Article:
Secondary educated level Turkish respondents believed that the social factors have higher scores in affecting health rather than directly health related factors. For example, religious belief/spirituality, race/ ethnicity, political stability and community safety were affecting the health of the secondary educated level of Turkish respondents with a rate of 49.7%, 26.3%, 31.1% and 46.8%, respectively, while in the beliefs and attitudes of the highly educated Turkish respondents these factors were affecting their health with a rate of 35.5%, 18.7%, 23% and 42.4% respectively.

Turkish respondents who have an income level ≥ 963.33 US dollars believed that smoking and stress affect their health with a rate of 83.4% and 81.5%, respectively, while those whose have 320.19 US dollars income level respondents believed that these factors affect their health with a rate of 79.9% and 74.3% respectively. In addition, there was a statistically significant difference when the chi-square test of the income level of Turkish respondents was analysed within environmental conditions for healthy food and exercise, social support, genetic structure of parents, religious belief or spirituality, political stability and ego satisfying in the beliefs and attitudes of the respondents regarding factors affecting health.

Again, Turkish respondents who self-reported very good health status had believed that the amount of social support affects their health with a rate of 46.1% and working 47.4%, while bad health, selfreported respondents believed that social support and work affect their health with a rate of 63.3% and 71.2% respectively. According to BMI value, Turkish respondents who have BMI value <18.5 believed that personal health practices affect their health with a rate of 38.2%, whereas the respondents with 18.5-24 BMI value believed that personal health practices affect their health with a rate of 56.1% and there was a statistically significant difference between BMI value and personal health practices, social support, the genetic makeup, political stability and ego satisfying according to the attitudes of Turkish respondents regarding factors affecting health.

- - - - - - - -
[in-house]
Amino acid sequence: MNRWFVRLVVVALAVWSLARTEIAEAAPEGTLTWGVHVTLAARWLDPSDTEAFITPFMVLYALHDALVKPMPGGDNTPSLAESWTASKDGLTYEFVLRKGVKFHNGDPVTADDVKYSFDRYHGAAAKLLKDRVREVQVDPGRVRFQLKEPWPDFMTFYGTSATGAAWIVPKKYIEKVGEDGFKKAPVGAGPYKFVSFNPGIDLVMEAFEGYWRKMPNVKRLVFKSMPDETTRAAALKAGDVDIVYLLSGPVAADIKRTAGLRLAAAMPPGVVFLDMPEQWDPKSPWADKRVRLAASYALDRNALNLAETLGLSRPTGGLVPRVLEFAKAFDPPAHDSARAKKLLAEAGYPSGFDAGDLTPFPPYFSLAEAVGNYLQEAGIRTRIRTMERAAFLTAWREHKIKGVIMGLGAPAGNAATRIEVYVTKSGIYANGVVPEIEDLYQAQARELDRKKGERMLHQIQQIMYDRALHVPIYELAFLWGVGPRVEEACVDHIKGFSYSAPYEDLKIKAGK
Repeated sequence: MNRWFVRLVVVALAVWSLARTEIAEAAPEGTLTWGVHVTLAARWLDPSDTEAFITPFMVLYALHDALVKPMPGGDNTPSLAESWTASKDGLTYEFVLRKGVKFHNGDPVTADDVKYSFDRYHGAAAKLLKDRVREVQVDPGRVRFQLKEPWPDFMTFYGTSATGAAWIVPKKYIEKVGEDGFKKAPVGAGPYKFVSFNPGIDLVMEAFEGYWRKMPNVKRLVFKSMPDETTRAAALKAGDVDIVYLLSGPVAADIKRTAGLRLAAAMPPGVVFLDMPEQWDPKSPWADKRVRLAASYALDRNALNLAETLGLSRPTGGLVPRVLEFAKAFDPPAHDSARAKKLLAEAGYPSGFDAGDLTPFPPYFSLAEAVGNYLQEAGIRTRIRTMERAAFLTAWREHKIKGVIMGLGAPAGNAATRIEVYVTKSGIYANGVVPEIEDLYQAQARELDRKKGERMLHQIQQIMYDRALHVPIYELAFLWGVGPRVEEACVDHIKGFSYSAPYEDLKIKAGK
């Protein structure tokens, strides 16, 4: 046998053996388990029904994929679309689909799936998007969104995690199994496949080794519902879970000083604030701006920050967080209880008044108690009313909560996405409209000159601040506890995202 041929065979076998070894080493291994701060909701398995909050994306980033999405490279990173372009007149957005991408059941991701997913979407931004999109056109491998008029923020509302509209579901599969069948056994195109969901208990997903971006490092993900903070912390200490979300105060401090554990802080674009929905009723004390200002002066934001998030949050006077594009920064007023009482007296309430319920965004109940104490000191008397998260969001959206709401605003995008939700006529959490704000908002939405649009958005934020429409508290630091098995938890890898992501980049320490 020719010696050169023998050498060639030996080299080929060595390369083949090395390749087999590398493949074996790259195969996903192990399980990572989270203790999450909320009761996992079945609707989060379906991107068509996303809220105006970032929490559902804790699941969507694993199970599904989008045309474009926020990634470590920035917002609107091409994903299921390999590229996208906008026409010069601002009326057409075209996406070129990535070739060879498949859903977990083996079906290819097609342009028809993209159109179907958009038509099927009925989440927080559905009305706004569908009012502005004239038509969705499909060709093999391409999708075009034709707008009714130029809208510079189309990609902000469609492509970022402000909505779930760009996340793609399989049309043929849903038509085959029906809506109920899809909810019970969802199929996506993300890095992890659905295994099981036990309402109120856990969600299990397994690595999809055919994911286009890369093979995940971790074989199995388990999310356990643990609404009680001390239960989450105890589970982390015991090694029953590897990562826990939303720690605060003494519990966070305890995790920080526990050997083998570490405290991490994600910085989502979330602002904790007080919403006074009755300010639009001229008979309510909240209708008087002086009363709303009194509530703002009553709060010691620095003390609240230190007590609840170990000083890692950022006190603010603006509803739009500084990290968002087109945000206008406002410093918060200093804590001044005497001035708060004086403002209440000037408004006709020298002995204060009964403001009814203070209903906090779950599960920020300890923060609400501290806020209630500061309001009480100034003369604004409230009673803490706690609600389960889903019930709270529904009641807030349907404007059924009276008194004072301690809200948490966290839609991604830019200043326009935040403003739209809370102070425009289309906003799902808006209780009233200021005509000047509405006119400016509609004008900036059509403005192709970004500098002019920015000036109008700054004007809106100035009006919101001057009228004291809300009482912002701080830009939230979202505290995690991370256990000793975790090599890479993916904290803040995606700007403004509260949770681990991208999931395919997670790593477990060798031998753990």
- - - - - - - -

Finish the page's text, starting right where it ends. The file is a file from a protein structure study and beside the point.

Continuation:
As shown in Table 2, the strongest of the five factors that Palestinian participants believed to have a powerful influence on their health status were; quality housing (69.3%), income (68.1%), smoking (68%), education (66.9%), stress (65.6%) and freedom (65.4%). And it is interesting to note here, that ranking the top five most important factors was affecting powerfully the health of the Palestinian participants in all subgroups like gender, education, income, health status, BMI, and political views in the same order as full samples, excluding age determinants, as the Palestinians live under the same political conditions while those who are at an age 35 are more vulnerable to repression by Israeli soldiers. As a result of the chi-square test, there was a statistically significant difference between ages distribution and socially supported, housing quality, political stability and ego-satisfying factors which affect health (p<0.05).

The Palestinians study participants’ beliefs and attitudes about the health determinant factors showed that the amount of social support, housing quality, political stability, status and ego satisfying according to the age factor was statistically significant (p<0.05) by the distribution of chi-square analysis test.

According to the educational attainment; the personal health practices, access to health care, stress, health information, income, housing quality, type of job and genetics statistically significant differences were recorded (p<0.05). For example, graduated and post graduated Palestinian citizens believed that housing quality affects health with a rate of 73.3%, but citizens with the secondary education level believed this factor affect their health with a rate of 65.5%. Low and high-income level citizens believed that housing quality affects their health strongly without a statistically significant difference between the two levels. In the same line, highly educated citizens believed that income level affects the health at a higher rate more than secondary educated people with a statistically significant difference, while the low and high-income level Palestinian respondents believed that income influences their health at the same level due to the political situation which affects everyone in Palestine.